The first option is to build your own entity and sentiment extractor using a machine learning framework such as TensorFlow. Another option is to leverage the work already done by others and use transferred learning to customize an existing model. Using a pre-trained machine learning API such as the Natural Language API or AutoML Natural Language are additional options. Each approach has its advantages and disadvantages.

Option 1: Build your own model in TensorFlow or use transferred learning

Advantages:

  • Allows you to train the model against specific entities or domain-specific terms.

Disadvantages:

  • Implementing entity extraction is a solved problem and doesn't add value unless you have domain-specific terms.
  • Requires machine learning expertise to implement the model.
  • Requires significant effort in model implementation, model selection, and tuning.
  • Requires you to manage and tune the model over time.

Option 2: Use the Natural Language API

Advantages:

  • Easy for developers to use because using an API is easier than developing a model and then building the API to use it.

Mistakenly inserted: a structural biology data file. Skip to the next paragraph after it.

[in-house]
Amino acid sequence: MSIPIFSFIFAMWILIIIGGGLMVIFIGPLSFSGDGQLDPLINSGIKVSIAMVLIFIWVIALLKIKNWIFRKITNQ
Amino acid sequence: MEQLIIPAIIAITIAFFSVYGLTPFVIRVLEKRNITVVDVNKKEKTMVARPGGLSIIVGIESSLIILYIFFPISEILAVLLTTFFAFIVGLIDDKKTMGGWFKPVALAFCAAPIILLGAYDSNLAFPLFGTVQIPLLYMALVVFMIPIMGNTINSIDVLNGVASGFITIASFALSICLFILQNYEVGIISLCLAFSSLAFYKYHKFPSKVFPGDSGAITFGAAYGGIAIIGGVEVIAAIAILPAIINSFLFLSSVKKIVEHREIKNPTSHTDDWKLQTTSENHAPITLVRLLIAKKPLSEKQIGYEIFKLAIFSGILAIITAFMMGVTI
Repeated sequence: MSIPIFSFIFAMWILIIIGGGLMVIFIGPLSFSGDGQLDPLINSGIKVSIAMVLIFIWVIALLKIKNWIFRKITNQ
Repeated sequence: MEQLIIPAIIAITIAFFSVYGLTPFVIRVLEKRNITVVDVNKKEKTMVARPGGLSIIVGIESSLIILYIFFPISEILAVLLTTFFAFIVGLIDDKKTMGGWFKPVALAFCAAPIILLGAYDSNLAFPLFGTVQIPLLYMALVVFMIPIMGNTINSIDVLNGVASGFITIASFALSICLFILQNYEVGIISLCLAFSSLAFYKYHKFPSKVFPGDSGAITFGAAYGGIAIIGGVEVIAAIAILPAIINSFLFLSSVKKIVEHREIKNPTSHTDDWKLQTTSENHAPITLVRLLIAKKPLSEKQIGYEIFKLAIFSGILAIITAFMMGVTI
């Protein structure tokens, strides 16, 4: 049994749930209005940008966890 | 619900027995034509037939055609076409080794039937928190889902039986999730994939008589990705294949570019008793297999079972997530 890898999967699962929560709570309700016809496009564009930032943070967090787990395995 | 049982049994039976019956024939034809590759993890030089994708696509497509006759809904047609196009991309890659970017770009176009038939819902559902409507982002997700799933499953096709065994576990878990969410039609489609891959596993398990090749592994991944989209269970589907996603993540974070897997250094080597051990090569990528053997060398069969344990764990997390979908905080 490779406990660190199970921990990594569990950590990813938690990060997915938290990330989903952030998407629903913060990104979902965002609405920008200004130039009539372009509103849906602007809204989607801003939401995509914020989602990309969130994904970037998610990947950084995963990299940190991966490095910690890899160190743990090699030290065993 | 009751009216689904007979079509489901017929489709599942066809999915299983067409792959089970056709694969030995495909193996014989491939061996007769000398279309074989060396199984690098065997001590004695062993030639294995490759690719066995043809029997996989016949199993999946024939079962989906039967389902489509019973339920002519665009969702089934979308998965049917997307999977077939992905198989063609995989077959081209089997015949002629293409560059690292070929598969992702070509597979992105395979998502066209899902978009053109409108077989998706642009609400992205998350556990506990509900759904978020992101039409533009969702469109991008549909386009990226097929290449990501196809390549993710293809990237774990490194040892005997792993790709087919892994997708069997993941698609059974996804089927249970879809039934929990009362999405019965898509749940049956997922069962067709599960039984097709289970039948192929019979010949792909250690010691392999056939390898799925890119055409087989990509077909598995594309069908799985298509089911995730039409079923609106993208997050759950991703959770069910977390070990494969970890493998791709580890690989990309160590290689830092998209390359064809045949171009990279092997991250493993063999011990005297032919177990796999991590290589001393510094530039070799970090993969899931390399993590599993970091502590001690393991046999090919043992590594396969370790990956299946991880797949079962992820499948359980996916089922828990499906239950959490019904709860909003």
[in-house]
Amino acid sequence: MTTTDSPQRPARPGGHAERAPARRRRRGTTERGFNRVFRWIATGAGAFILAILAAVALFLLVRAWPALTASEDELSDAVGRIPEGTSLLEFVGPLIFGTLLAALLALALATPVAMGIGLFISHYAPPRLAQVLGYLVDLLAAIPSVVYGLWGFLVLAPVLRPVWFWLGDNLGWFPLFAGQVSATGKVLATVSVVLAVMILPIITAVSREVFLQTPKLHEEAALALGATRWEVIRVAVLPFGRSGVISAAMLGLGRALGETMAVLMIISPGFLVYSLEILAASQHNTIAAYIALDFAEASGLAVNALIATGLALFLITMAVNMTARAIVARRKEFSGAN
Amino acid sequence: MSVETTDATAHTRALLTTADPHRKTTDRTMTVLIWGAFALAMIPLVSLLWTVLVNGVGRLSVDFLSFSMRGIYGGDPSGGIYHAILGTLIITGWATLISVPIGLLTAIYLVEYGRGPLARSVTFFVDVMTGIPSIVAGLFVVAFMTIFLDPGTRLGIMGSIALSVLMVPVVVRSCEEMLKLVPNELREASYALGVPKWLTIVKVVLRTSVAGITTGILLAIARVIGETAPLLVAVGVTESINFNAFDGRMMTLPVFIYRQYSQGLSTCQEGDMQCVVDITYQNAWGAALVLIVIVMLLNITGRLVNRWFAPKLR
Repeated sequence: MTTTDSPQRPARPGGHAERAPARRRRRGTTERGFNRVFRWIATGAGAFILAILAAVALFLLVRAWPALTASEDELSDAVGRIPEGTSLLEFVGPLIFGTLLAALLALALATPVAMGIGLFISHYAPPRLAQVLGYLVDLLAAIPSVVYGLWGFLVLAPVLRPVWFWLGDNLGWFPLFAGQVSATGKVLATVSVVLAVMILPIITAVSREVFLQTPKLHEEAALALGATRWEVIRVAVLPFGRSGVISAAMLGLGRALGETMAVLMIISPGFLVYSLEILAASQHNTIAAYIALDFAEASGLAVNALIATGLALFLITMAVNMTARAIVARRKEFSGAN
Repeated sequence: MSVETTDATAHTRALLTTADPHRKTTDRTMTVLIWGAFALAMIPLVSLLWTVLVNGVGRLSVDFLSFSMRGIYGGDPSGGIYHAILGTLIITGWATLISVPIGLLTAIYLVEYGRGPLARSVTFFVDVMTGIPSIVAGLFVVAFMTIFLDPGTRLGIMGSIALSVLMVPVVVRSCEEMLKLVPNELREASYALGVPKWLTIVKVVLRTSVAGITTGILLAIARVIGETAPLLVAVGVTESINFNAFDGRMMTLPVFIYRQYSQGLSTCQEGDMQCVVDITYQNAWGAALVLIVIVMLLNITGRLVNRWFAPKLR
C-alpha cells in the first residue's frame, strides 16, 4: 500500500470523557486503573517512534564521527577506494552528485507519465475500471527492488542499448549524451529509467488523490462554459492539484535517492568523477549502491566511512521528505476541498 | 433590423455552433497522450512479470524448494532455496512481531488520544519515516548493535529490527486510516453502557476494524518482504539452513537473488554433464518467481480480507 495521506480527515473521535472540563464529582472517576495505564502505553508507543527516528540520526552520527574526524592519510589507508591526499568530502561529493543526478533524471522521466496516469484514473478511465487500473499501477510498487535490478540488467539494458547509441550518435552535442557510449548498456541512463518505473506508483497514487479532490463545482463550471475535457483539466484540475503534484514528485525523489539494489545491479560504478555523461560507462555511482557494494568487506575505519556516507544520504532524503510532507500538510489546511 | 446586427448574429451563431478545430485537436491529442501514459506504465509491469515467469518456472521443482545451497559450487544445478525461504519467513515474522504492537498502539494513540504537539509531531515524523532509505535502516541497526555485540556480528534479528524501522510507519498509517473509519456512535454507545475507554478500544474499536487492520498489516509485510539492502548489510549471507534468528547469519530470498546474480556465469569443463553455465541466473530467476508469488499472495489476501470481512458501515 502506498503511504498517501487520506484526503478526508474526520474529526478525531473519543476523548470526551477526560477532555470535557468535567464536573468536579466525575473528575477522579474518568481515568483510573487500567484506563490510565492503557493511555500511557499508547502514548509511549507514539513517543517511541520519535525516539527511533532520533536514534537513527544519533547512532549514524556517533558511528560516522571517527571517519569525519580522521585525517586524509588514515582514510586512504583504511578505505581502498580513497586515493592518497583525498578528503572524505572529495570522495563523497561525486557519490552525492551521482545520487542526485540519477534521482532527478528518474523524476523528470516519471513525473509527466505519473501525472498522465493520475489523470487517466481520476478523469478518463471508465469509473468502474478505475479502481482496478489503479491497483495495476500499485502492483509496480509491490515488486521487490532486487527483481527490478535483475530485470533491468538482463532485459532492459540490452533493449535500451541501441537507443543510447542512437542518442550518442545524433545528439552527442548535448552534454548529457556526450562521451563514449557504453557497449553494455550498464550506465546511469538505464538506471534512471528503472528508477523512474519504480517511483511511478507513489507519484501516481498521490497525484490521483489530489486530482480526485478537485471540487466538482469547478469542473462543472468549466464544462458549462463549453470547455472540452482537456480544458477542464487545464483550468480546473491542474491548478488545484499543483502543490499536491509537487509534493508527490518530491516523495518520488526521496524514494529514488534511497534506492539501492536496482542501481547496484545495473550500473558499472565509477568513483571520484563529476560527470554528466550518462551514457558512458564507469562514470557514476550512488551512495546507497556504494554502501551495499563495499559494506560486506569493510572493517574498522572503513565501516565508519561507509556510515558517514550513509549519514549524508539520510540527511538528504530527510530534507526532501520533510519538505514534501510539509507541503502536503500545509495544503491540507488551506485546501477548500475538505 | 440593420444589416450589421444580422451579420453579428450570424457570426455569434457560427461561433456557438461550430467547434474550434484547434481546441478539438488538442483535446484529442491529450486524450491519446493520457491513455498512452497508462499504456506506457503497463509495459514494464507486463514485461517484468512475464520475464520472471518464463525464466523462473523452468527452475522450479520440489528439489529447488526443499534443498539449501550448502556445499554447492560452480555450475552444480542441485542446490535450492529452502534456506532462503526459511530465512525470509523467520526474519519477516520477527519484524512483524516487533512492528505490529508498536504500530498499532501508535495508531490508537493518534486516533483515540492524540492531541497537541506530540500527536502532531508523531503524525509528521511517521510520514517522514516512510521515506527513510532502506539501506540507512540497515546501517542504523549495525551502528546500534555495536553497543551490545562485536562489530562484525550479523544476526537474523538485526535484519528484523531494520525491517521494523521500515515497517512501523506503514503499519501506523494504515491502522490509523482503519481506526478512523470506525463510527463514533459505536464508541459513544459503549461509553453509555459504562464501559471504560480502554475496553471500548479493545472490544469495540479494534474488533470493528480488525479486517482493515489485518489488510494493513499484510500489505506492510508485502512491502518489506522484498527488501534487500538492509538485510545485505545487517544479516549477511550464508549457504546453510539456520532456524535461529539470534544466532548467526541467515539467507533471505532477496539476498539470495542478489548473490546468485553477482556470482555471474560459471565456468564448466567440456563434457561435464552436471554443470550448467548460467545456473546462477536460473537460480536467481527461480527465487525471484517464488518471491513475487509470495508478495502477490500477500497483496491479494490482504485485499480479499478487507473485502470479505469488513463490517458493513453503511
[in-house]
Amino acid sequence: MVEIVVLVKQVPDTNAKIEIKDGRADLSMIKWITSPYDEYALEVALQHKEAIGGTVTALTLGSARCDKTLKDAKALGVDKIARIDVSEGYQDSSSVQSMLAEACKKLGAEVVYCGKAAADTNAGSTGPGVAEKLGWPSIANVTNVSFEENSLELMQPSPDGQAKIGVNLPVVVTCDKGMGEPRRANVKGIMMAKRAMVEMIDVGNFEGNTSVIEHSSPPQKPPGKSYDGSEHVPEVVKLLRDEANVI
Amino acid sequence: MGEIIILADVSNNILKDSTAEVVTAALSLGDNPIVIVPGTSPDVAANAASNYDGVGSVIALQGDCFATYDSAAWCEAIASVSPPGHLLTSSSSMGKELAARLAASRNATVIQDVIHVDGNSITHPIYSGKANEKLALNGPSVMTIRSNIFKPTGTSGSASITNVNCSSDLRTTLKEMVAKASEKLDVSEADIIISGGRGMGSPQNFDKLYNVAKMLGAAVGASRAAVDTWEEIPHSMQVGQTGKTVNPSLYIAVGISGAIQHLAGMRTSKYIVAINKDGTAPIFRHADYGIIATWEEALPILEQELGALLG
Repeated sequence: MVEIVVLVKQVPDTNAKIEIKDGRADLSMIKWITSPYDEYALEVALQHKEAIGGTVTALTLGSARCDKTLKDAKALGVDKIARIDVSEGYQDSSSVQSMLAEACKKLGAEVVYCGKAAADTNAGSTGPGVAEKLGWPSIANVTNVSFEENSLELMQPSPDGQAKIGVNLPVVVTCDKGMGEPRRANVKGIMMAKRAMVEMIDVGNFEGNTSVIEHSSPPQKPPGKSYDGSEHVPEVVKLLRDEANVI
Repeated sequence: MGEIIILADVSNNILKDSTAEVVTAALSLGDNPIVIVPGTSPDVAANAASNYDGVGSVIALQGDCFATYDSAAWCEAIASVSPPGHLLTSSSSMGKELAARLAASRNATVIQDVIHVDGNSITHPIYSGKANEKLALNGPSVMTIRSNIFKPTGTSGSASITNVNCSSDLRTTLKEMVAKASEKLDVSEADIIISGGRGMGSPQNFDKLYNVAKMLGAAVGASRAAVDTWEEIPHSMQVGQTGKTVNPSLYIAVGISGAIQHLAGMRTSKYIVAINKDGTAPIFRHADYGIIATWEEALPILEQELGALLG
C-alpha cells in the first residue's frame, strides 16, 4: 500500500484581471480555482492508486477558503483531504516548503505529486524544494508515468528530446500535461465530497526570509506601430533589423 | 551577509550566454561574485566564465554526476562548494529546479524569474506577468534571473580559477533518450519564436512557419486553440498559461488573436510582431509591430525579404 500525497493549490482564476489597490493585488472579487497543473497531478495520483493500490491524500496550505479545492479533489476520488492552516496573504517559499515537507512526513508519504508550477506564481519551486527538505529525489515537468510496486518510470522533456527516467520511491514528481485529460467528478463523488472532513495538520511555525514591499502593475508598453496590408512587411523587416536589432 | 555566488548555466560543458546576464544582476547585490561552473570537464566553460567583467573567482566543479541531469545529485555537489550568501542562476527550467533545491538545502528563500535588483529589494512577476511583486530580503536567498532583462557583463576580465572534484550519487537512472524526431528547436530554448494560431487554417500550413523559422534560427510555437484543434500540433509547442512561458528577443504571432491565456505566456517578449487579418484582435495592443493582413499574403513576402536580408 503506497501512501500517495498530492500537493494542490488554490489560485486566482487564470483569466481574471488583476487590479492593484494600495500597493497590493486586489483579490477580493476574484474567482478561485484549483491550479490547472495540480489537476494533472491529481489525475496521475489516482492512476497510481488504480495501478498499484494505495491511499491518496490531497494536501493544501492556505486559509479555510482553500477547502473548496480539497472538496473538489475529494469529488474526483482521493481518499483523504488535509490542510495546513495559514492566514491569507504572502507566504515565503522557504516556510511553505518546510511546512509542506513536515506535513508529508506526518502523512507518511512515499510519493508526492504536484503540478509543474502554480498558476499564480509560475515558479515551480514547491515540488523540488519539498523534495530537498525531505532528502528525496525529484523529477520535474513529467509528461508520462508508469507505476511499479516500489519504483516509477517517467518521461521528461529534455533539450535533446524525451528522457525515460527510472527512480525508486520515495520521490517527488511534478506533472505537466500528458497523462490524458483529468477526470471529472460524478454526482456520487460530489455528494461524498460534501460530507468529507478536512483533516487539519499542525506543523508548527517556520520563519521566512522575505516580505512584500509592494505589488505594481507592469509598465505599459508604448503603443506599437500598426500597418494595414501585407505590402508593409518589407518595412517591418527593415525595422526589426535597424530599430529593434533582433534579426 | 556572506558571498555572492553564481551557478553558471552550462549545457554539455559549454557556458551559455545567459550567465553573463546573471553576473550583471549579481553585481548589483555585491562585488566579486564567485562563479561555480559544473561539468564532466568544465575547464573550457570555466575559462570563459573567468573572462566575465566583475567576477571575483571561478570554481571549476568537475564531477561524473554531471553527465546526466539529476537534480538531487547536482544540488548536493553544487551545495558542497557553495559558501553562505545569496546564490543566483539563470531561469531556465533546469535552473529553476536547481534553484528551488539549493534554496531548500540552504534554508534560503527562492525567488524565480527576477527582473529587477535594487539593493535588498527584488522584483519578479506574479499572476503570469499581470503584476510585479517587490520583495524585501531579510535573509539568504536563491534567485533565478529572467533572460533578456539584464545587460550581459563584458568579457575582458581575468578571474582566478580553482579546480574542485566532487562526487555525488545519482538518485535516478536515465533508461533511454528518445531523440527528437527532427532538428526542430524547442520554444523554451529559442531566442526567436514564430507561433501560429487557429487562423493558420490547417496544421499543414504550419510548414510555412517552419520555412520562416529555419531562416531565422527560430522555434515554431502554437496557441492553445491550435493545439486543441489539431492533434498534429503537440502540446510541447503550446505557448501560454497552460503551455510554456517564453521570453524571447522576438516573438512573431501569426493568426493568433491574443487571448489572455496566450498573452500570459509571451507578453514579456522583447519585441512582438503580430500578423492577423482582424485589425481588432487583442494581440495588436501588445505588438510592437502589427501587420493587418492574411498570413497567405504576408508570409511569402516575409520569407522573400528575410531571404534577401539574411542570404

• Doesn't require machine learning expertise, because the model is pre-built, trained, and hosted.
  • Includes sentiment analysis, entity analysis, entity sentiment analysis, content classification, and syntax analysis.

Disadvantages:

  • Doesn't allow you to train against specific entities or domain-specific terms.

Option 3: Use AutoML Natural Language

Advantages:

  • Doesn't require machine learning expertise, because the model is pre-built, trained, and hosted.
  • Allows you to train the model against specific entities or domain-specific terms.
  • Surfaces the resulting trained model as an API.

Disadvantages:

  • Requires you to supply training data.
  • Requires you to manage and tune the model over time.

Generally, using the Natural Language API is an excellent option if your text doesn't contain technical terms and doesn't contain uncommon phrases or phrases that are hard to decipher as words. In the use case described in this document, because the sample extracts sentiment and entities from the text, the Natural Language API provides an acceptable level of performance. Given the ease of using the API as compared to developing a custom machine learning model, you should use the Natural Language API.